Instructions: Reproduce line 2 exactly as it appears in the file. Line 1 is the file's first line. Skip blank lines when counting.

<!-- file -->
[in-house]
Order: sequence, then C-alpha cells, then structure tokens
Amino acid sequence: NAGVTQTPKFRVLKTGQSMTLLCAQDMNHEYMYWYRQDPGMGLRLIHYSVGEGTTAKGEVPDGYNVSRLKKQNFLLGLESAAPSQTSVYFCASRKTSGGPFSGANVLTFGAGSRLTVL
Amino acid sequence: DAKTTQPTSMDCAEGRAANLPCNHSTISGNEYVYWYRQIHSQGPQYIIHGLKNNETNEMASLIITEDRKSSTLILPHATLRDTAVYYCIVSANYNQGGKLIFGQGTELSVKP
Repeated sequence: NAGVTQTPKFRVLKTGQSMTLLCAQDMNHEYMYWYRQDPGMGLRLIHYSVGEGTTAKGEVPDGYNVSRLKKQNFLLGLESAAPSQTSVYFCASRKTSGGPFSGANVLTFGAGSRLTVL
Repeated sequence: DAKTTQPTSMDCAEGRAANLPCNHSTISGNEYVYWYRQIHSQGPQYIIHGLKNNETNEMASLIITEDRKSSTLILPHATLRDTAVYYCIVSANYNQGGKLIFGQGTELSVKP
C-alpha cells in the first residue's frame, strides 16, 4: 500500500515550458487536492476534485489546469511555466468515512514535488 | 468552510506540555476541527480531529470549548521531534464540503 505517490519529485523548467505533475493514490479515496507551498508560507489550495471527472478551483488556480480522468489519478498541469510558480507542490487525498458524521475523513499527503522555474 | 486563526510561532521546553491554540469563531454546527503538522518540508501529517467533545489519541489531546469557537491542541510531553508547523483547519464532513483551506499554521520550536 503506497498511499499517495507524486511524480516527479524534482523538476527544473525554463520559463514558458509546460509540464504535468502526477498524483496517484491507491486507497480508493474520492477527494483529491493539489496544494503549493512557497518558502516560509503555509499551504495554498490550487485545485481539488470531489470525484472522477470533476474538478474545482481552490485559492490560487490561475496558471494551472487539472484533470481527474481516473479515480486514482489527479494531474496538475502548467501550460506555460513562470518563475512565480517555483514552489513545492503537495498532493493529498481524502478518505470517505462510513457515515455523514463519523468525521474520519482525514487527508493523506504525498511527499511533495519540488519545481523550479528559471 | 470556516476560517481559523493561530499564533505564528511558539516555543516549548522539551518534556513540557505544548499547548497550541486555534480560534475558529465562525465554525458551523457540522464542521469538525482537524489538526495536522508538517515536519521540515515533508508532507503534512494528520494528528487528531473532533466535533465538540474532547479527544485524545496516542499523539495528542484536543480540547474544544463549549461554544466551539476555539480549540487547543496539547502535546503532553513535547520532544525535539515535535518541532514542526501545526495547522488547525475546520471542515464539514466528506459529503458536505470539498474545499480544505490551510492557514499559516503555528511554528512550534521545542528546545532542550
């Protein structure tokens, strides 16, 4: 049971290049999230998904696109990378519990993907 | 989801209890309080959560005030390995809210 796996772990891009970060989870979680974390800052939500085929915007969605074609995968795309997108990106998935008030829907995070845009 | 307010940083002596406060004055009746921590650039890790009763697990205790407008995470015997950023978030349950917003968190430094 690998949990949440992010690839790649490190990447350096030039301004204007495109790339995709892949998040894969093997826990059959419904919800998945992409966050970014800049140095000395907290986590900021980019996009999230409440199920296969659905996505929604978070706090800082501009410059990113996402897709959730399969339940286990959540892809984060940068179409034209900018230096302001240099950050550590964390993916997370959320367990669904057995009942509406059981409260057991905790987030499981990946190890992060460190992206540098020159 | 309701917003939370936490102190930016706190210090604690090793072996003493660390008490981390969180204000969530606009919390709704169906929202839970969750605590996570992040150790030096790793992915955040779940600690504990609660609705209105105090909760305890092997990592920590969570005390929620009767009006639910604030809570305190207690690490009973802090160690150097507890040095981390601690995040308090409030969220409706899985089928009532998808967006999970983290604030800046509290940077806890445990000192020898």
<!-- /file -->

Order: sequence, then C-alpha cells, then structure tokens